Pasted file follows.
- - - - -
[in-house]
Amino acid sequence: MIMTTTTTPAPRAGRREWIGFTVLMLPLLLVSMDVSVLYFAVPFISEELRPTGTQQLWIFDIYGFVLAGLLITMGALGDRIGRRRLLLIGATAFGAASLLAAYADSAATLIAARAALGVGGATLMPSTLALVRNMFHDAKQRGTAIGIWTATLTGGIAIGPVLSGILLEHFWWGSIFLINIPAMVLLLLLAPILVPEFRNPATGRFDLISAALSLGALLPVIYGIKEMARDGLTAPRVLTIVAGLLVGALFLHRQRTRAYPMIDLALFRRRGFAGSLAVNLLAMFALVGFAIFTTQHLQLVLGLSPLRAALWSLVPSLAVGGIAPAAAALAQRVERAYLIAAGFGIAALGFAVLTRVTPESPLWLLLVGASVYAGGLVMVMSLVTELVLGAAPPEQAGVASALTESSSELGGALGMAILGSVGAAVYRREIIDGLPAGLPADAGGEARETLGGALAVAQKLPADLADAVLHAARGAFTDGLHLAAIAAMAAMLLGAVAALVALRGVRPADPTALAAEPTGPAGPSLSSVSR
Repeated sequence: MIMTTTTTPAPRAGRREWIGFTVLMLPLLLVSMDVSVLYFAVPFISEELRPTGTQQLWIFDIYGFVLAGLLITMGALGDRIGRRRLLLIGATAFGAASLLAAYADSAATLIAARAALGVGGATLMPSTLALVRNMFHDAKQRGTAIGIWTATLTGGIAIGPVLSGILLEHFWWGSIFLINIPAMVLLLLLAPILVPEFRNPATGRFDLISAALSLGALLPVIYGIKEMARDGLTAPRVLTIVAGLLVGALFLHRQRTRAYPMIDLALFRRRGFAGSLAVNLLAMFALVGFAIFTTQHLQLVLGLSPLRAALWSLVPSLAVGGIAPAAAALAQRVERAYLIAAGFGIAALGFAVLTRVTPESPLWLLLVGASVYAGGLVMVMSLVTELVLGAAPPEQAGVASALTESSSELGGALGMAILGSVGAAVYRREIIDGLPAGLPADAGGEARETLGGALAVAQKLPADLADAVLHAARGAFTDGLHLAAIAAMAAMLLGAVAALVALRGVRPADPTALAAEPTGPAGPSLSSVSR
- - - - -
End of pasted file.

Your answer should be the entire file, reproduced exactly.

[in-house]
Amino acid sequence: MIMTTTTTPAPRAGRREWIGFTVLMLPLLLVSMDVSVLYFAVPFISEELRPTGTQQLWIFDIYGFVLAGLLITMGALGDRIGRRRLLLIGATAFGAASLLAAYADSAATLIAARAALGVGGATLMPSTLALVRNMFHDAKQRGTAIGIWTATLTGGIAIGPVLSGILLEHFWWGSIFLINIPAMVLLLLLAPILVPEFRNPATGRFDLISAALSLGALLPVIYGIKEMARDGLTAPRVLTIVAGLLVGALFLHRQRTRAYPMIDLALFRRRGFAGSLAVNLLAMFALVGFAIFTTQHLQLVLGLSPLRAALWSLVPSLAVGGIAPAAAALAQRVERAYLIAAGFGIAALGFAVLTRVTPESPLWLLLVGASVYAGGLVMVMSLVTELVLGAAPPEQAGVASALTESSSELGGALGMAILGSVGAAVYRREIIDGLPAGLPADAGGEARETLGGALAVAQKLPADLADAVLHAARGAFTDGLHLAAIAAMAAMLLGAVAALVALRGVRPADPTALAAEPTGPAGPSLSSVSR
Repeated sequence: MIMTTTTTPAPRAGRREWIGFTVLMLPLLLVSMDVSVLYFAVPFISEELRPTGTQQLWIFDIYGFVLAGLLITMGALGDRIGRRRLLLIGATAFGAASLLAAYADSAATLIAARAALGVGGATLMPSTLALVRNMFHDAKQRGTAIGIWTATLTGGIAIGPVLSGILLEHFWWGSIFLINIPAMVLLLLLAPILVPEFRNPATGRFDLISAALSLGALLPVIYGIKEMARDGLTAPRVLTIVAGLLVGALFLHRQRTRAYPMIDLALFRRRGFAGSLAVNLLAMFALVGFAIFTTQHLQLVLGLSPLRAALWSLVPSLAVGGIAPAAAALAQRVERAYLIAAGFGIAALGFAVLTRVTPESPLWLLLVGASVYAGGLVMVMSLVTELVLGAAPPEQAGVASALTESSSELGGALGMAILGSVGAAVYRREIIDGLPAGLPADAGGEARETLGGALAVAQKLPADLADAVLHAARGAFTDGLHLAAIAAMAAMLLGAVAALVALRGVRPADPTALAAEPTGPAGPSLSSVSR